There were a large number of forms and push hands categories and a greater diversity of competitors than is normally seen in UK competitions. For example, several teams of mature competitors entered group forms categories. They presented a pleasing if not particularly martial performance, and it was encouraging to see that they felt welcome and were interested to compete, despite not having an interest in the martial side of the art. However the very same ethos that enabled their participation did complicate the forms judging somewhat, because competitors who expect martial intent to be judged as an important element of any form performance found that it was not so evident in this competition. In the UK it is very normal, as in most other countries, that the martial intent is a necessary criteria among others in the judging of forms, as the tai chi chuan martial and health aspects are an integral complement to each other in the practice of the art. The TCUGB and STN leadership discussed this difference in respective competition cultures at a meeting after the event, and it was mentioned that in future events there could be separate categories in the STN competition.

The sports hall was spacious enough to accommodate four simultaneous competition areas – two for forms and two for pushing hands. As well as the familiar Fixed Feet and Moving Step categories, the competition included an event called ‘Essential step’, where one could take one complete step forward when applying a technique, and one step back when neutralizing such a technique. There seemed to be a bit of confusion about how the techniques could be used, and points scored. We were aware that scoring was to be based on ‘clean’ Tai Chi techniques – applied without the use of force – but this proved difficult to score with some techniques, for example with pulldowns. It turned out that the Dutch rules were many pages longer than the ones translated to English, and that some of our confusion may have been due to translation difficulties also. Here again, there was an opportunity for Dutch and UK colleagues to collaborate on producing a clear set of rules for next time, and we agreed to work together on this.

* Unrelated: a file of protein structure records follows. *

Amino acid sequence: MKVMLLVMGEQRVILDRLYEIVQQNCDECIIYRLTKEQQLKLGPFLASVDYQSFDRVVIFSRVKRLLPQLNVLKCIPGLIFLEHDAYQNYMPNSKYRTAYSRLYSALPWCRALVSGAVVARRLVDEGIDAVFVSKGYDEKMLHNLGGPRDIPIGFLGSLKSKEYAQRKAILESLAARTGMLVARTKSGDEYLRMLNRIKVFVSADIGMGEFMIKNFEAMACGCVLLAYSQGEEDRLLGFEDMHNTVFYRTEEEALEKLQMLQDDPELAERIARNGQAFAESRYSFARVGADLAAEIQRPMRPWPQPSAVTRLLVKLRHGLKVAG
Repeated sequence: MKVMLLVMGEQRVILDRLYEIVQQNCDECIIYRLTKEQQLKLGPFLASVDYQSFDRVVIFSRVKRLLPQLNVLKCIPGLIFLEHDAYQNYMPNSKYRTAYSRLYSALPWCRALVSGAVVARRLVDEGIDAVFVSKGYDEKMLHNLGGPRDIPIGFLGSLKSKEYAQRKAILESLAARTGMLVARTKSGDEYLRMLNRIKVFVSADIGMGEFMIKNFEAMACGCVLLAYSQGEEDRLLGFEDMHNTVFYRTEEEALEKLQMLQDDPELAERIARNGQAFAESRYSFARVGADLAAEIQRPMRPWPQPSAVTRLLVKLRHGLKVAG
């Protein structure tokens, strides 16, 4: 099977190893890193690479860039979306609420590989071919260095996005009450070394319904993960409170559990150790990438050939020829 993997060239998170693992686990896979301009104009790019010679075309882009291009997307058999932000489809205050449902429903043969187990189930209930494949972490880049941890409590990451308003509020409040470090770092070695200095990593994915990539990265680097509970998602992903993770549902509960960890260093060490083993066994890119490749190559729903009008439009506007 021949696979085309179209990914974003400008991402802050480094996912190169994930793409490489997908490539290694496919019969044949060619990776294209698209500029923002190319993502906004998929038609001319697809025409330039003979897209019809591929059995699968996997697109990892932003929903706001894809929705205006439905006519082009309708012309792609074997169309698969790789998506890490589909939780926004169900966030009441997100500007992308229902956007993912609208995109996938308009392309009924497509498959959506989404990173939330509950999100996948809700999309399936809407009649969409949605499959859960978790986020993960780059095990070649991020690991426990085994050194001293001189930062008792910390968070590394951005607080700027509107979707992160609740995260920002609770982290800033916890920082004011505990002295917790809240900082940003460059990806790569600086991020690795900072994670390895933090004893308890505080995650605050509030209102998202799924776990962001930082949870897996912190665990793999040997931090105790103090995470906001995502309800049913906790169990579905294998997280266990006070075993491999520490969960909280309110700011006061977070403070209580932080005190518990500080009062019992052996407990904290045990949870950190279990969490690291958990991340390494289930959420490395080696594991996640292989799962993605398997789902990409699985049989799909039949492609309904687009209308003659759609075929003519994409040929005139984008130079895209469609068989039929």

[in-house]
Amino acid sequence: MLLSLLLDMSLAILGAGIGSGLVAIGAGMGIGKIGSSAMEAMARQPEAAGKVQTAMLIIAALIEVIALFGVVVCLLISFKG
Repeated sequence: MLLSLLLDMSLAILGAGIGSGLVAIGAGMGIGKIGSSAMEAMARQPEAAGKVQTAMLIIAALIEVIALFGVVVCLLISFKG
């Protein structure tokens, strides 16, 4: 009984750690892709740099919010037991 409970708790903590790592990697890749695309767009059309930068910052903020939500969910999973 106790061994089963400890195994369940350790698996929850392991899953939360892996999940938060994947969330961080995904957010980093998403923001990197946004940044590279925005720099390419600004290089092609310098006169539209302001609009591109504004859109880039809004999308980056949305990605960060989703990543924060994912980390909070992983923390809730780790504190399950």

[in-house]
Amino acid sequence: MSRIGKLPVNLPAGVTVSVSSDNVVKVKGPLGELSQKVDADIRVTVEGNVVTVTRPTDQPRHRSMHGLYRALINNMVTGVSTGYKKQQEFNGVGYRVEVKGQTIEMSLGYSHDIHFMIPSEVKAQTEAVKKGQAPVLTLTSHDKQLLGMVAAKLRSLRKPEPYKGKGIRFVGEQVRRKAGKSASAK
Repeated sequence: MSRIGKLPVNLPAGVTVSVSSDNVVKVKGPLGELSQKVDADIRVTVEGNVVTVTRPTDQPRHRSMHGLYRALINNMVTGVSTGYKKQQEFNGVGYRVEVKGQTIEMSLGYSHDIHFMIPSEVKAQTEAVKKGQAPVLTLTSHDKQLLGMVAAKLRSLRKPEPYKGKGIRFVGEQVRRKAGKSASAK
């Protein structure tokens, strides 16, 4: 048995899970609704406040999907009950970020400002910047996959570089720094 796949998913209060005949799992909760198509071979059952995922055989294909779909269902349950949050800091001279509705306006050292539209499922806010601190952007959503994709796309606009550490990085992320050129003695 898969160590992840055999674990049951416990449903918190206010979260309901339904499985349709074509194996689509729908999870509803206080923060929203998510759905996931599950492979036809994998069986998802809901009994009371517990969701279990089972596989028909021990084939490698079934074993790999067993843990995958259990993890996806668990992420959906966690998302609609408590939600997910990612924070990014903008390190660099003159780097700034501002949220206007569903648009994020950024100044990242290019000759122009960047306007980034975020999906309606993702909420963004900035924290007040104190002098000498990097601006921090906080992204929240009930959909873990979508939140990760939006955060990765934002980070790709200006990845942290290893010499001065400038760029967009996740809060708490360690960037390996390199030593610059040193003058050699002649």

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Despite the usual assumption that tai chi chuan technique will overcome force (“four ounces will move a thousand pounds”), few who have competed would argue for the removal of weight categories. Instead we equalise weight advantage where possible and then allow the tai chi skills to come (literally) into play. The infinite range of softness and hardness properly expressed and demonstrated in tai chi chuan push hand techniques is the core of the matter. How these are shown, as well as what is not appreciated, needs clarification in this competition. It would be better demonstrated by highly skilled referees and officials prior to the pushing hands events.